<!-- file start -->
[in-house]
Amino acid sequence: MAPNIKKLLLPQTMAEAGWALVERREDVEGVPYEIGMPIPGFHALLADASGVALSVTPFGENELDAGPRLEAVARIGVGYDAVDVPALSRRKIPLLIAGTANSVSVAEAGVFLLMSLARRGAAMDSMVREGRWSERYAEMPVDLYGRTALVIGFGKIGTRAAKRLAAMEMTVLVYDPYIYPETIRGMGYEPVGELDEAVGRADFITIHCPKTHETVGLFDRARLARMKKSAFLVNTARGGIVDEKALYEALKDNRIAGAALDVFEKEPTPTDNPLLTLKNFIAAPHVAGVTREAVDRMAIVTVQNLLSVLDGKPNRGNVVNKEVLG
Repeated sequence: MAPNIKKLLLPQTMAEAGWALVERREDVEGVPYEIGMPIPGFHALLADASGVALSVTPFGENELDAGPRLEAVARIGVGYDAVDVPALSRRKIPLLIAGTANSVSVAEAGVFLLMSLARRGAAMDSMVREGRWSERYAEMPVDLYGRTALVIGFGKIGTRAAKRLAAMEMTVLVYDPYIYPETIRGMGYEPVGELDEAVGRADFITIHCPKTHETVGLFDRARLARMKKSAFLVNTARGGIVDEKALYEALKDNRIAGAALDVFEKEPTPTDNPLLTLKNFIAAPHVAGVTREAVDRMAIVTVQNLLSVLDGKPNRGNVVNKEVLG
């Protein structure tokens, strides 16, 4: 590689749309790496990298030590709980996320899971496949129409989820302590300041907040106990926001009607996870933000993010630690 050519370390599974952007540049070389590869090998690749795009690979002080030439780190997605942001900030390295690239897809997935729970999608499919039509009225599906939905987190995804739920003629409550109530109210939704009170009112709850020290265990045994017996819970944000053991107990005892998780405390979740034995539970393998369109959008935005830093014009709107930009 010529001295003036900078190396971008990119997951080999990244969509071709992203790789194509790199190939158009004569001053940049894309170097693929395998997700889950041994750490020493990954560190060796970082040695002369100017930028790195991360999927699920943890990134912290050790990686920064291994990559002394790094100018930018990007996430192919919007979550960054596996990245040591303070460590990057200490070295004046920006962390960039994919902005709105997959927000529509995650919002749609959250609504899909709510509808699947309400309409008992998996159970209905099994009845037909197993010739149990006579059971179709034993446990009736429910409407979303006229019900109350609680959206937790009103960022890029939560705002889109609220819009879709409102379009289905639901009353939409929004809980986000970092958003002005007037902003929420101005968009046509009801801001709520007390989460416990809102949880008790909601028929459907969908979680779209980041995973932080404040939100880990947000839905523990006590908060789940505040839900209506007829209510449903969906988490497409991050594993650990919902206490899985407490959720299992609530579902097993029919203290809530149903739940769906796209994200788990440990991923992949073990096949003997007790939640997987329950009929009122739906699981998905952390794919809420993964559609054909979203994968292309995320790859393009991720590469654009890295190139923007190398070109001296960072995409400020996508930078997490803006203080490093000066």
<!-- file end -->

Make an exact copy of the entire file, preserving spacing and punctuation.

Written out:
[in-house]
Amino acid sequence: MAPNIKKLLLPQTMAEAGWALVERREDVEGVPYEIGMPIPGFHALLADASGVALSVTPFGENELDAGPRLEAVARIGVGYDAVDVPALSRRKIPLLIAGTANSVSVAEAGVFLLMSLARRGAAMDSMVREGRWSERYAEMPVDLYGRTALVIGFGKIGTRAAKRLAAMEMTVLVYDPYIYPETIRGMGYEPVGELDEAVGRADFITIHCPKTHETVGLFDRARLARMKKSAFLVNTARGGIVDEKALYEALKDNRIAGAALDVFEKEPTPTDNPLLTLKNFIAAPHVAGVTREAVDRMAIVTVQNLLSVLDGKPNRGNVVNKEVLG
Repeated sequence: MAPNIKKLLLPQTMAEAGWALVERREDVEGVPYEIGMPIPGFHALLADASGVALSVTPFGENELDAGPRLEAVARIGVGYDAVDVPALSRRKIPLLIAGTANSVSVAEAGVFLLMSLARRGAAMDSMVREGRWSERYAEMPVDLYGRTALVIGFGKIGTRAAKRLAAMEMTVLVYDPYIYPETIRGMGYEPVGELDEAVGRADFITIHCPKTHETVGLFDRARLARMKKSAFLVNTARGGIVDEKALYEALKDNRIAGAALDVFEKEPTPTDNPLLTLKNFIAAPHVAGVTREAVDRMAIVTVQNLLSVLDGKPNRGNVVNKEVLG
């Protein structure tokens, strides 16, 4: 590689749309790496990298030590709980996320899971496949129409989820302590300041907040106990926001009607996870933000993010630690 050519370390599974952007540049070389590869090998690749795009690979002080030439780190997605942001900030390295690239897809997935729970999608499919039509009225599906939905987190995804739920003629409550109530109210939704009170009112709850020290265990045994017996819970944000053991107990005892998780405390979740034995539970393998369109959008935005830093014009709107930009 010529001295003036900078190396971008990119997951080999990244969509071709992203790789194509790199190939158009004569001053940049894309170097693929395998997700889950041994750490020493990954560190060796970082040695002369100017930028790195991360999927699920943890990134912290050790990686920064291994990559002394790094100018930018990007996430192919919007979550960054596996990245040591303070460590990057200490070295004046920006962390960039994919902005709105997959927000529509995650919002749609959250609504899909709510509808699947309400309409008992998996159970209905099994009845037909197993010739149990006579059971179709034993446990009736429910409407979303006229019900109350609680959206937790009103960022890029939560705002889109609220819009879709409102379009289905639901009353939409929004809980986000970092958003002005007037902003929420101005968009046509009801801001709520007390989460416990809102949880008790909601028929459907969908979680779209980041995973932080404040939100880990947000839905523990006590908060789940505040839900209506007829209510449903969906988490497409991050594993650990919902206490899985407490959720299992609530579902097993029919203290809530149903739940769906796209994200788990440990991923992949073990096949003997007790939640997987329950009929009122739906699981998905952390794919809420993964559609054909979203994968292309995320790859393009991720590469654009890295190139923007190398070109001296960072995409400020996508930078997490803006203080490093000066």